Not since at least 1992 have Florida Democrats had as heated and competitive a race for state party chairman as the one now raging between Tampa's Alan Clendenin and Tallahassee's Allison Tant. Both sides claim the upper hand, and the vote will take place Jan. 26 in Lake Mary.
Here are four things we think we know about the campaign so far:
1. We really have no clear sense of whether Clendenin, a retired air traffic controller, or former lobbyist Tant will win the race to succeed Rod Smith. At first blush, Clendenin would seem to have the edge — especially after party leaders in the Democratic strongholds of Miami-Dade, Broward and Palm Beach counties on Tuesday signed a pledge to cast all their votes for him.
Pledge, schmedge. Less than a day later, one of those six officials, Palm Beach state committeeman John Ramos, announced he would support Tant. A running tally of declared votes compiled by Tallahassee activist Jon Ausman has Clendenin with 438 votes (about 77 percent of what it will take to win) and Tant with 337 (about 60 percent of what's needed).
Tant told Buzz she has closer to 400 votes locked down. She benefits from ongoing, aggressive arm-twisting from longtime pal Democratic National Committee Chairwoman Debbie Wasserman Schultz.
Our guess? Tant will be the next chair of the state Democratic Party. She has overwhelming support from the party establishment, including Wasserman Schultz, Sen. Bill Nelson, most of the Democratic congressional delegation and the teachers union. The party establishment usually wins out in these races.
2. State party staffers ought to be worried. Scott Arceneaux, executive director of the state party, will almost certainly be looking for a new job if Clendenin wins. Hard to see how Clendenin would retain a top staffer who actively campaigned for Tant.
3. The shadow of the 2014 gubernatorial race hangs over the election. It may not be accurate, but plenty of players in this party chairmanship drama see repercussions for the race to take on Gov. Rick Scott.
Tant is a top fundraiser for President Barack Obama, whose political team clearly has fond feelings for Republican-turned Democrat Charlie Crist, while Clendenin's base of support comes from the grass roots, where skepticism about Crist is widespread. That may help to explain why Alex Sink, Crist's toughest potential rival for the Democratic nomination, backs Clendenin.
For the record, Tant says that as chairman she and the party would remain steadfastly neutral in any Democratic primary for governor and that she has no preferred candidate.
4. Wasserman Schultz has diminished her reputation. The Broward Democrat may well wind up delivering the chairmanship to Tant, but the difficulty the DNC chairwoman has had snuffing a challenge from an obscure activist like Clendenin hardly signals vast influence among her home state party activists.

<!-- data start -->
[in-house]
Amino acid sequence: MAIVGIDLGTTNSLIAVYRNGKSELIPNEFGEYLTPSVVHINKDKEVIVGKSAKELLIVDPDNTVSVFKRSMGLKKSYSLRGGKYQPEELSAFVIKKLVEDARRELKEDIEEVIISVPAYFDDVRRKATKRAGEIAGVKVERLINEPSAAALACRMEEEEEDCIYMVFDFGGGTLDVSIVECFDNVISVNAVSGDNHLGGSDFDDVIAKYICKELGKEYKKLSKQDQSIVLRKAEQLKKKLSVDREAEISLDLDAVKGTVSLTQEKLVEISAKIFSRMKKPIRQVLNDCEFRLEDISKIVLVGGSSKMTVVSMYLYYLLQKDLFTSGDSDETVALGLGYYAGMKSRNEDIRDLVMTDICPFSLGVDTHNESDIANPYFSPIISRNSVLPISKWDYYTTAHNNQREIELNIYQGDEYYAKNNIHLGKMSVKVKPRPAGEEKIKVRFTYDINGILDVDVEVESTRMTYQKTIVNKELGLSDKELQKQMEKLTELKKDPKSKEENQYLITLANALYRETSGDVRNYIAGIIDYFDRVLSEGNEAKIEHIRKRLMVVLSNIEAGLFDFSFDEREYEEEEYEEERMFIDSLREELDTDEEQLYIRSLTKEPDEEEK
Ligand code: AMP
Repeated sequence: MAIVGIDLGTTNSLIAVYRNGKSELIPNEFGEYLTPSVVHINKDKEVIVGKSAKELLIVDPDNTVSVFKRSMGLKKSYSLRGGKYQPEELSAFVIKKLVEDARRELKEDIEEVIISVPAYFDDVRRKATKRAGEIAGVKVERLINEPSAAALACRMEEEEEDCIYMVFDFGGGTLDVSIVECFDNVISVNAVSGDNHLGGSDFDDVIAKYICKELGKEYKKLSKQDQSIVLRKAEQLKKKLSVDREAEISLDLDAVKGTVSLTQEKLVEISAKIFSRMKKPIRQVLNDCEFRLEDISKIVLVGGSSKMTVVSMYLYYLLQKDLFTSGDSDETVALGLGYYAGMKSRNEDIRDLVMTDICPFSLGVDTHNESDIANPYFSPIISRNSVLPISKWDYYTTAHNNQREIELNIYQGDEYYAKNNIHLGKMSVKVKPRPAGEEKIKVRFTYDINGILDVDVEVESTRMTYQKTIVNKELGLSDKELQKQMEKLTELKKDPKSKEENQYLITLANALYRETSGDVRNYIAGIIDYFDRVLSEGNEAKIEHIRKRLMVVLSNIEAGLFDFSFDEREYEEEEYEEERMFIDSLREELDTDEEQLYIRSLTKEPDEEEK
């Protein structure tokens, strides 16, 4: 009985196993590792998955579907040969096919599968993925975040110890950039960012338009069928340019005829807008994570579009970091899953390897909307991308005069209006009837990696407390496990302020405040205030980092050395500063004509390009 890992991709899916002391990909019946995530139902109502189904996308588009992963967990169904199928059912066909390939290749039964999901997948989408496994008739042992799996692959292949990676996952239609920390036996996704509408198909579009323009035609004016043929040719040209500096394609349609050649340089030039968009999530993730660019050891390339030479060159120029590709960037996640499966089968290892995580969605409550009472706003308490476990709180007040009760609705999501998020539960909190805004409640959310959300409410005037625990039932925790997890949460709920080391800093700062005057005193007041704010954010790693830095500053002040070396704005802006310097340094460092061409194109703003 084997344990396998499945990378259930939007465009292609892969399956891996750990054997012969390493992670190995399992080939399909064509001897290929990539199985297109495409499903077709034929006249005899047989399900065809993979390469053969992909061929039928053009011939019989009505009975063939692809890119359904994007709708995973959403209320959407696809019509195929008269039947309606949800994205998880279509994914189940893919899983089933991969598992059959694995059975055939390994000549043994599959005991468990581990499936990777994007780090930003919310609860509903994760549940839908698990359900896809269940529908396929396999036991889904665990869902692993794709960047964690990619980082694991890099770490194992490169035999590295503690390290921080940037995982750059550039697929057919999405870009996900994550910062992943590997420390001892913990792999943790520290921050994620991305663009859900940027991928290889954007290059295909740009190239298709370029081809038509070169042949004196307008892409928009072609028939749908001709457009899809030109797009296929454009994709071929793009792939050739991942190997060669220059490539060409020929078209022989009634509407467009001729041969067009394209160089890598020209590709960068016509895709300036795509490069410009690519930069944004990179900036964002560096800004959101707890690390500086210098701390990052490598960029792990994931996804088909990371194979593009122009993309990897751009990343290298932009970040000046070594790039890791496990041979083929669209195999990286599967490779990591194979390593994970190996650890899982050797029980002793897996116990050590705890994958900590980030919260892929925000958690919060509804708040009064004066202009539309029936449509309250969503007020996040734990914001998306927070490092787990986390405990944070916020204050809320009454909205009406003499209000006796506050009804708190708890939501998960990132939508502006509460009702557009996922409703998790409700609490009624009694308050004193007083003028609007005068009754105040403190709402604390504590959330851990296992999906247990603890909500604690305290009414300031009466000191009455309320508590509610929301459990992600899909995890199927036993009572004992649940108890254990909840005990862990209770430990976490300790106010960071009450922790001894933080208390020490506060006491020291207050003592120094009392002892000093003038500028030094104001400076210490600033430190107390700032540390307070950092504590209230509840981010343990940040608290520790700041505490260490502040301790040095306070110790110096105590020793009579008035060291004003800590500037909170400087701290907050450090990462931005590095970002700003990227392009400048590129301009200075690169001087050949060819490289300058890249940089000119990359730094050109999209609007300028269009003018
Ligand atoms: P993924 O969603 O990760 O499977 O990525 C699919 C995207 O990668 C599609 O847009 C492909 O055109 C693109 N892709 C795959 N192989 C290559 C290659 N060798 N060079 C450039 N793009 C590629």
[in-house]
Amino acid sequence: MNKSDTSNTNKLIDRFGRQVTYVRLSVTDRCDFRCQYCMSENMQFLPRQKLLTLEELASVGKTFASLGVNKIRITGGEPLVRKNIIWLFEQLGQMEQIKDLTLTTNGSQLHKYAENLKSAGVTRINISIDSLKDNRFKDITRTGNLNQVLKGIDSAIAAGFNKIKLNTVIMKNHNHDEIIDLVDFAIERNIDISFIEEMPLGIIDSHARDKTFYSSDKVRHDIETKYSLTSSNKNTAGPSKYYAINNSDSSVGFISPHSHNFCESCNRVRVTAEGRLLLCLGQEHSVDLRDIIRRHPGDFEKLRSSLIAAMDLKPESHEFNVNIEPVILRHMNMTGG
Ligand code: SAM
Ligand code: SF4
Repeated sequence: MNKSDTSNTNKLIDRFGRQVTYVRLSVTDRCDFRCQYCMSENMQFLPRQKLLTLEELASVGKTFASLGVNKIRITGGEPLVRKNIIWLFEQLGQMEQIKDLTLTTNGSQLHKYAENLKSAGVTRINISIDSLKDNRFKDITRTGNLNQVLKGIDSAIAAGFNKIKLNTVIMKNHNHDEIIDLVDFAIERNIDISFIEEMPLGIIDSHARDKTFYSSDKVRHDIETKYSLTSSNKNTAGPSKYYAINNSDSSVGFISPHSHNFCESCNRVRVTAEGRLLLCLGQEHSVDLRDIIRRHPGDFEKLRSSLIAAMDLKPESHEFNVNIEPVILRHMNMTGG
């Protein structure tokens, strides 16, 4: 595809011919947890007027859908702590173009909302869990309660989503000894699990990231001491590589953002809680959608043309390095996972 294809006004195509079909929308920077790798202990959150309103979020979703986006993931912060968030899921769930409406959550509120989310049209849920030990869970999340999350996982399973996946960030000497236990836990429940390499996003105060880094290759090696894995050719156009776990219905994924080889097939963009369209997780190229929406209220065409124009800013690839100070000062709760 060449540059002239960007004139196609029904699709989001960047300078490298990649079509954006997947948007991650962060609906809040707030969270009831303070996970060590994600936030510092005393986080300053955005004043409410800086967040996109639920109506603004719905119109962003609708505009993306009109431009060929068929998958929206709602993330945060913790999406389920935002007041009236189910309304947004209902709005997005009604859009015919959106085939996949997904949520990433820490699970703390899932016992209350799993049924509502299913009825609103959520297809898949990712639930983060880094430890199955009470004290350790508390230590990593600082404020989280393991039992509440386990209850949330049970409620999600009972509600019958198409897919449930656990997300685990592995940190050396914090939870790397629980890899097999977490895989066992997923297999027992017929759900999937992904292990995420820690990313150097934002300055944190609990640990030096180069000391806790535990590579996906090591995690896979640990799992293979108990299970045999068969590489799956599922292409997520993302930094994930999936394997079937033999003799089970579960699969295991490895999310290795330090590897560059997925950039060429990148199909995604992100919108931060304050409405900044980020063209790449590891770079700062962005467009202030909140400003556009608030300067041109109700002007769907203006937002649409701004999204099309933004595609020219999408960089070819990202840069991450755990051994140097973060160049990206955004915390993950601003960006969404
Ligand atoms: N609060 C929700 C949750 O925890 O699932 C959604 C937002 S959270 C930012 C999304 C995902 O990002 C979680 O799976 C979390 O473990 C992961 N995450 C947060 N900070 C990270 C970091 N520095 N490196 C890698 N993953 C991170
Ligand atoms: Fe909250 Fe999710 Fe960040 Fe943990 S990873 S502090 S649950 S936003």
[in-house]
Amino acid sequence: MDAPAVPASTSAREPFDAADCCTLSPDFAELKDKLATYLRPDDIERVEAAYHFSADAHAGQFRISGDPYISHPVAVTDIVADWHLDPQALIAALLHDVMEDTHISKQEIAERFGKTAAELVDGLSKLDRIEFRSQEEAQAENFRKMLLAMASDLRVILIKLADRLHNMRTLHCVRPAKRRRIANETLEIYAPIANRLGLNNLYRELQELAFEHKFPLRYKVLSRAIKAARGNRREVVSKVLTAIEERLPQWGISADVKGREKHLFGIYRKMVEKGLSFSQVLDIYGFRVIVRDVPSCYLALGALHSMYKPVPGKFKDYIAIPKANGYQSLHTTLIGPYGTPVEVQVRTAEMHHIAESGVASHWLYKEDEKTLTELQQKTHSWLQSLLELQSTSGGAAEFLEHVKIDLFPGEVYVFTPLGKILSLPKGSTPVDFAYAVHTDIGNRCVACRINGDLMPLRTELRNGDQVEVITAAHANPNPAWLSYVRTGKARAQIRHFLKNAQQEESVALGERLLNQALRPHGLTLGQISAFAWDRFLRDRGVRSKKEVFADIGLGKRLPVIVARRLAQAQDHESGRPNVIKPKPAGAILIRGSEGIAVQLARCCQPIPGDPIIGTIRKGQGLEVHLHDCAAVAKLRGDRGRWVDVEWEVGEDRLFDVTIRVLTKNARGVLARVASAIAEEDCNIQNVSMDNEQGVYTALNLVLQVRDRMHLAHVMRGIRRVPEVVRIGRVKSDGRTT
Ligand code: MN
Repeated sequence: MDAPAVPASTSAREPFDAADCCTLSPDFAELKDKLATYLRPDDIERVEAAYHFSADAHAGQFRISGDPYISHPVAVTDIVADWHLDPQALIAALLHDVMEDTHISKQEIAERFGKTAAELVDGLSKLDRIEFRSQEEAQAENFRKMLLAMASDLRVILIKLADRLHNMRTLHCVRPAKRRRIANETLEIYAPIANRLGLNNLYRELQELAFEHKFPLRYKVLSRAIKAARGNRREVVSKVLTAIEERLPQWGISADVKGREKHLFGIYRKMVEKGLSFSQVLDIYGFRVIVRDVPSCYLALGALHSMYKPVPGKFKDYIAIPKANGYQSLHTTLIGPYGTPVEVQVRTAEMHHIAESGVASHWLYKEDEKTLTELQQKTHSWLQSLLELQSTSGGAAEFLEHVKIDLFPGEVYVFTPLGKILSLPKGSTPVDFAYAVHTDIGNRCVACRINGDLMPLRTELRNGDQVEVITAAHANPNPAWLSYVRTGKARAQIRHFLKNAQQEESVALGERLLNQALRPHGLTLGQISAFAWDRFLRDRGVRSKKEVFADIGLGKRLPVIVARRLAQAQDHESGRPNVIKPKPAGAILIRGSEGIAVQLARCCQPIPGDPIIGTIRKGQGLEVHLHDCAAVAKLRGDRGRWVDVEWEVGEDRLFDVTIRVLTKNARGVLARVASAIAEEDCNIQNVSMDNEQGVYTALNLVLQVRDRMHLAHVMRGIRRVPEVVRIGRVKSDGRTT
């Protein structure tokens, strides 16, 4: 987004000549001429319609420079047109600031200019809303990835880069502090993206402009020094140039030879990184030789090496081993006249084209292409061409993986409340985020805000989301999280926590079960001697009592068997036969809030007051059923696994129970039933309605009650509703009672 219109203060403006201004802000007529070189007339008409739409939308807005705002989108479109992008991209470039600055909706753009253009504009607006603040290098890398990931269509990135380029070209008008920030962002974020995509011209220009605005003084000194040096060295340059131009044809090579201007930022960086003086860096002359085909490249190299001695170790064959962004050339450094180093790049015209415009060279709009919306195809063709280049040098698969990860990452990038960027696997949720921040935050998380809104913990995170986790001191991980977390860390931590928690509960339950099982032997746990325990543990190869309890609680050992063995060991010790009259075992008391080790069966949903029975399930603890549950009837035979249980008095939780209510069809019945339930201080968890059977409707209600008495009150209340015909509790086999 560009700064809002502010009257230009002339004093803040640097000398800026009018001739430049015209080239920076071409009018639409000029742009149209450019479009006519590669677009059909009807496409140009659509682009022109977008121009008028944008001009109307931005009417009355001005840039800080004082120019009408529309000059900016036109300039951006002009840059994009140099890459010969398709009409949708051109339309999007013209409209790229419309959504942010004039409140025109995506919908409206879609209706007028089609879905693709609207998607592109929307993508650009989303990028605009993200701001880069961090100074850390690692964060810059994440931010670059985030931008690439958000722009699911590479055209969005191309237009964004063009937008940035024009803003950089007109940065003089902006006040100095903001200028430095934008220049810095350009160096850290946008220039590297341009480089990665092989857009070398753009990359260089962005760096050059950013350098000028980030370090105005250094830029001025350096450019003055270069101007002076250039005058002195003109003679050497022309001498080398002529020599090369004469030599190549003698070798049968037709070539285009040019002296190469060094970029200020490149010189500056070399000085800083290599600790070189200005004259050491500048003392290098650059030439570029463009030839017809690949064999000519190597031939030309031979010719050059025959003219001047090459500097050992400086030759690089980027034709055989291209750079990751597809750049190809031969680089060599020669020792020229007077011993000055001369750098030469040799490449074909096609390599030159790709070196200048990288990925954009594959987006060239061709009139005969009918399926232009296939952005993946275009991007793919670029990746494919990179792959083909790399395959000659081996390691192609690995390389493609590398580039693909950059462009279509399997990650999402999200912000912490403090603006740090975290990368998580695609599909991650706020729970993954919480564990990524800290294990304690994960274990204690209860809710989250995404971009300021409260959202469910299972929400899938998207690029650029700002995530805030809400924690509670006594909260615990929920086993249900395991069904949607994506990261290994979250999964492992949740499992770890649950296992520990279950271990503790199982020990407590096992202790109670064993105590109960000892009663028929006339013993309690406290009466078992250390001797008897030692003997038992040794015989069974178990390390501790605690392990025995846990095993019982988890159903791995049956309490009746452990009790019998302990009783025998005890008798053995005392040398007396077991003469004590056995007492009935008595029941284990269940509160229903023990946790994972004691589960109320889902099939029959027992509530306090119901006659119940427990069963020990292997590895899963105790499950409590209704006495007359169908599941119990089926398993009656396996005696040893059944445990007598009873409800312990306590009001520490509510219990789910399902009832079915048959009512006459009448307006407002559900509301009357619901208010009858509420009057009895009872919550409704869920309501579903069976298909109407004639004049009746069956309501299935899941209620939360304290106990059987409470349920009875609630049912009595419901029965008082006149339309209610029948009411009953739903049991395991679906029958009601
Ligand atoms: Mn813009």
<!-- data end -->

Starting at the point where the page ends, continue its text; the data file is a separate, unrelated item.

Rubio on guns
Sen. Marco Rubio has a long record opposing gun control, but in a Political Connections interview airing today on Bay News 9, the Miami Republican suggests he could support one restriction likely to emerge from Vice President Joe Biden's task force: universal background checks, so that people buying weapons or high-capacity magazines over the internet or at gun shows could no longer avoid criminal background checks.
"I think you'll find support for that so long as there's not a public database that people can look up and see who owns what guns and where they live," Rubio says in the interview also touching on immigration reform, Crist, the fiscal cliff, Hurricane Sandy relief and Rubio's presidential ambitions.
Political Connections airs at 11 a.m. and 8 p.m..
Tough on Crist
Miami New Times published a strong and tough profile of Crist.
From the article: "Crist wasn't a star football player, as he and his father have implied, New Times has found. And perhaps even more surprising, his father and closest confidant, Dr. Charles Crist, was a segregationist who — despite a kind heart — resigned abruptly from the Pinellas County School Board in 1977 following a controversial tenure. Charlie Crist was also a mediocre student and, according to his ex-wife, an inept husband who dissolved the marriage after only eight months and disappeared."
Boost for Nelson?
West Virginia Sen. Jay Rockefeller's announcement Friday that he will not seek re-election in 2014 could be a boost for Sen. Nelson. Nelson could potentially grab the chair of the Committee on Commerce, Science and Transportation, now held by Rockefeller. "Sen. Nelson is sorry to see his good friend Sen. Rockefeller retire," Nelson spokesman Dan McLaughlin said. "It's really a little early to talk about future leadership on the Commerce Committee, except to say Sen. Nelson has long been a consumer advocate going back to his time as Florida's insurance commissioner. And he'd be honored should circumstances ever allow his chairing that committee."
Democrats would have to maintain control of the chamber.
Alex Leary contributed to this week's Buzz.